$entity->id = 123; But avoids things like:$entity->idd = 123;//typo
$entity->idd = new stdClass;//check int||numeric in setter of course Another reason to implement individual getters/setters is to program by interface. Suppose you have a dozen of data models (which isn't a lot). A couple of these models share some data (like Client and CurrentUser or something). Let's, for example, assume they both have a property that contains the email address. Since these models are linked to a particular table, it's not unlikely that the properties have different names (eg email and mailAddress). When using type-hints, which I hope you do, you can't just hint to the abstract model type (some models don't have the required property/method). Enter Interface: interface HasEmail { public function getEmail(); public function setEmail($email);
}

class Client extends AbsctractModel implements HasEmail
{
private $email = null; public function getEmail() { return$this->email;
}
public function setEmail($email) {$this->email = $email; return$this;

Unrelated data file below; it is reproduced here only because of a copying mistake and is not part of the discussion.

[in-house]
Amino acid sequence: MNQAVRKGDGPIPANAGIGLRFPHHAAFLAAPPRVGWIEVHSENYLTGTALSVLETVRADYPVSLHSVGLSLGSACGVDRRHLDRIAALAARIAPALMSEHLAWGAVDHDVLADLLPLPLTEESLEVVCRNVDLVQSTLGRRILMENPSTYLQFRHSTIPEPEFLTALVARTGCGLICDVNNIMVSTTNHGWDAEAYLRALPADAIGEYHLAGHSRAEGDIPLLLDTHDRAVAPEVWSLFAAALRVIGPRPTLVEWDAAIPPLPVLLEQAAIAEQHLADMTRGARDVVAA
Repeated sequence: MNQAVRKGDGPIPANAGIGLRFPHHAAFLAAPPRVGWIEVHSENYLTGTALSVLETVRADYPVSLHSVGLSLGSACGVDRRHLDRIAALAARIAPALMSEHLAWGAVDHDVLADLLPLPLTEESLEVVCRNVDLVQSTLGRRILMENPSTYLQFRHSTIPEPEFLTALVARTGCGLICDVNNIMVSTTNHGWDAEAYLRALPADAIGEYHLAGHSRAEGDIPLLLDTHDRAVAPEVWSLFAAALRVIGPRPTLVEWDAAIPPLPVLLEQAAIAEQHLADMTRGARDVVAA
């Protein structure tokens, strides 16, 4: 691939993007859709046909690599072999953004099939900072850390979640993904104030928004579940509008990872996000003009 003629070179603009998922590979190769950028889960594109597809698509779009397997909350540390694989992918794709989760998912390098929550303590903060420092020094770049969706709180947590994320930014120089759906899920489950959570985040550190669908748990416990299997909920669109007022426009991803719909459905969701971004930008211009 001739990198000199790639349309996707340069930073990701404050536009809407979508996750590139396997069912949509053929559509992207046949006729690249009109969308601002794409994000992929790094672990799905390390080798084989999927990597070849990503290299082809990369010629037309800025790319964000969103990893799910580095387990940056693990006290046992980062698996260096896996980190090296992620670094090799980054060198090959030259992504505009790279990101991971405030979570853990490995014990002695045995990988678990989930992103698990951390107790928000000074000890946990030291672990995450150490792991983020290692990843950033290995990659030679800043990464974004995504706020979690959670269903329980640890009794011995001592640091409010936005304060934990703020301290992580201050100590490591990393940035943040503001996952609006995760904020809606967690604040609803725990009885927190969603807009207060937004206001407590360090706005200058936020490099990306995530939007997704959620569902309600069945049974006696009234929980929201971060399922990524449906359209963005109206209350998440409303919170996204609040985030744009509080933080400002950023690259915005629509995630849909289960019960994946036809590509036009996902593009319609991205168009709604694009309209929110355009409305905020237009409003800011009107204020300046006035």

}
}

class CurrentUser extends AbsctractModel implements HasEmail
{
private $mailAddress = null;//no email property public function getMailAddress() { return$this->mailAddress;
}
public function setMailAddress($mail) { if (!filter_var($mail, FILTER_VALIDATE_EMAIL))
{
throw new InvalidArgumentExcetion('invalid email address: '.$mail) }$this->mailAddress = $mail; return$this;
}
public function getEmail()
{
return $this->mailAddress; } public function setEmail($email)
{
return $this->setMailAddress($email);
}
}

With this code, you can use a type-hint that assures you the argument has specific methods, that will return you the expected data:

public function updateEmail(HasEmail $instance) {$newAddress = \$instance->getEmail();
}

A since a class can implement multiple Interfaces, and interfaces can extend eachother, they offer a very flexible, and solid way of assuring the correct objects are being passed to the right methods, at the right time.

Lastly, I've said that magic methods are slower... properties that are added using __set (ie properties that are not part of the class definition) are slower, too. That's another reason to disable PHP's object overloading. See here for more details

• Thank you for this very detailed answer. I think I will stick to the getters and setters then! In terms of testing my project, how do you think I should go about it? Various examples I have seen only write unit tests to check if you can access the controller methods, and do most unit tests on the model/entity. Is this the correct way? Sep 12, 2013 at 13:28